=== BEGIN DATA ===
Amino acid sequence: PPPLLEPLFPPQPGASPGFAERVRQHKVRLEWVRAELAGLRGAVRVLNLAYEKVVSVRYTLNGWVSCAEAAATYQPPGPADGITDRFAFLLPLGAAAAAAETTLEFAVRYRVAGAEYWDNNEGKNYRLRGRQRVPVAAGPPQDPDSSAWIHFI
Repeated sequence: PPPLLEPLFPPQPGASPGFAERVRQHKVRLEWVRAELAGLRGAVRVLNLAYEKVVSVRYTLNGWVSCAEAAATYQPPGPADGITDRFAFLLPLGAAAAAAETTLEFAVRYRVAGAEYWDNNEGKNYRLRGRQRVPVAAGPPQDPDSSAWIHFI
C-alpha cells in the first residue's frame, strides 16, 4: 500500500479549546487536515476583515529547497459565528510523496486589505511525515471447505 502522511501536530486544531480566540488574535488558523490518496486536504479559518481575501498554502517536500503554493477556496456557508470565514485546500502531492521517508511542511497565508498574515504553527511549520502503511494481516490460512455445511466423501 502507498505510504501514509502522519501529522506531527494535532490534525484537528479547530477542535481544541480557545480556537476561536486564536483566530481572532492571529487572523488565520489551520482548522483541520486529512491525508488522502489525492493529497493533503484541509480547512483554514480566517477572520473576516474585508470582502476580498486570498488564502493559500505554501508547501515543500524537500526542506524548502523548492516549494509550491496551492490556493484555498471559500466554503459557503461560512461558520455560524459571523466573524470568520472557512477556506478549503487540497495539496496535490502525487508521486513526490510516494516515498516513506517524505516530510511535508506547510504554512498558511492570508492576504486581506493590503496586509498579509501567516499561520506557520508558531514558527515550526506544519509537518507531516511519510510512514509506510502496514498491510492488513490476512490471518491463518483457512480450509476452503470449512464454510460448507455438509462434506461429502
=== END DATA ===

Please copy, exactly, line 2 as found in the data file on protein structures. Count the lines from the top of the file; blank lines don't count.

Repeated sequence: PPPLLEPLFPPQPGASPGFAERVRQHKVRLEWVRAELAGLRGAVRVLNLAYEKVVSVRYTLNGWVSCAEAAATYQPPGPADGITDRFAFLLPLGAAAAAAETTLEFAVRYRVAGAEYWDNNEGKNYRLRGRQRVPVAAGPPQDPDSSAWIHFI